Tech watchdog left toothless
Abducted youth returns home after 28 days
Snags leave city in dark
Terror top draw between the covers
The City Diary
High court rap on illegal constructions
Keep-off-canines warning to civic employees
Block ban hits Basu bump
Ticketless youth dies in escape bid

Calcutta, Sept. 28: 
A private management institution in Calcutta: AICTE’s method of granting approval is arbitrary and lacks transparency. It hinders, rather than helps, spread of technical education.

The All India Council for Technical Education: Close monitoring of the technical and management education sector is crucial to ensure standardisation and check mushrooming of sub-standard institutes.

The war of words between AICTE and the private management and technical institutions has taken a dramatic turn following the Supreme Court judgment on September 24. The apex court, hearing a case between AICTE and Chennai-based Bharathidasan University, has ruled that it is “not obligatory” for a university to seek and secure approval from the Council to start a department or an institution to conduct technical courses.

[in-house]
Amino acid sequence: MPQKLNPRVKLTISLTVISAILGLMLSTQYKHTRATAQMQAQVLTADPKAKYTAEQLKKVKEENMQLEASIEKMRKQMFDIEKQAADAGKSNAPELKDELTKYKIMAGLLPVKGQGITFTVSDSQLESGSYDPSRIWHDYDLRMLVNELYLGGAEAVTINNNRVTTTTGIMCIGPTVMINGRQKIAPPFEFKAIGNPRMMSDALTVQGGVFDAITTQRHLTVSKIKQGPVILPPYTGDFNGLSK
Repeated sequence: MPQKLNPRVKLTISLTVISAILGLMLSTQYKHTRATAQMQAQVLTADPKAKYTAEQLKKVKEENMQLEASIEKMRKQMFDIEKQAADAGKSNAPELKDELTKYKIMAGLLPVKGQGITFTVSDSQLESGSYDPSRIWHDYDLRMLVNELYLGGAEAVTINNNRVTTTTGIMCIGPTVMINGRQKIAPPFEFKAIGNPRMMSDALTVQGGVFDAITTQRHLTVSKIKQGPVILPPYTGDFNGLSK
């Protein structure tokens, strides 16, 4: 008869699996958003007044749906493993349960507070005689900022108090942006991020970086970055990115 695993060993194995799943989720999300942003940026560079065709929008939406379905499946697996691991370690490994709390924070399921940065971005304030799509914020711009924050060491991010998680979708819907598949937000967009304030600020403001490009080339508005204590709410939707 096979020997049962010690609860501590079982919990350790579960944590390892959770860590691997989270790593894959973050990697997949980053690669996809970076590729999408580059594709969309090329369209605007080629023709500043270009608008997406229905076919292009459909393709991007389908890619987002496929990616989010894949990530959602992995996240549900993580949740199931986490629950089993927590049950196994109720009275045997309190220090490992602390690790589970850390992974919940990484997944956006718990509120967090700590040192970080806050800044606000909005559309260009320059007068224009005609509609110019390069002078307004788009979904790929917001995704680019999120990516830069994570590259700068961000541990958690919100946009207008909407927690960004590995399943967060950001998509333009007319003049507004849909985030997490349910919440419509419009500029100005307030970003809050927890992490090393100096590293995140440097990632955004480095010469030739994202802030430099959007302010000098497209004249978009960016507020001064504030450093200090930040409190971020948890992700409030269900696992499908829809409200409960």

For thousands of students of such private institutes in Calcutta, the ruling clears the confusion regarding the validity of their degrees. The academic future of students of the Institute of Modern Management (IMM), Eastern Institute of Integrated Learning in Management (EIILM), National Institute of Management (NIM) and many others had come under a cloud this summer, when AICTE declared that the status of Visva-Bharati, to which these institutes were attached, was “non- affiliatory”.

This, in effect, meant that the students’ degrees or diplomas would “not be recognised”.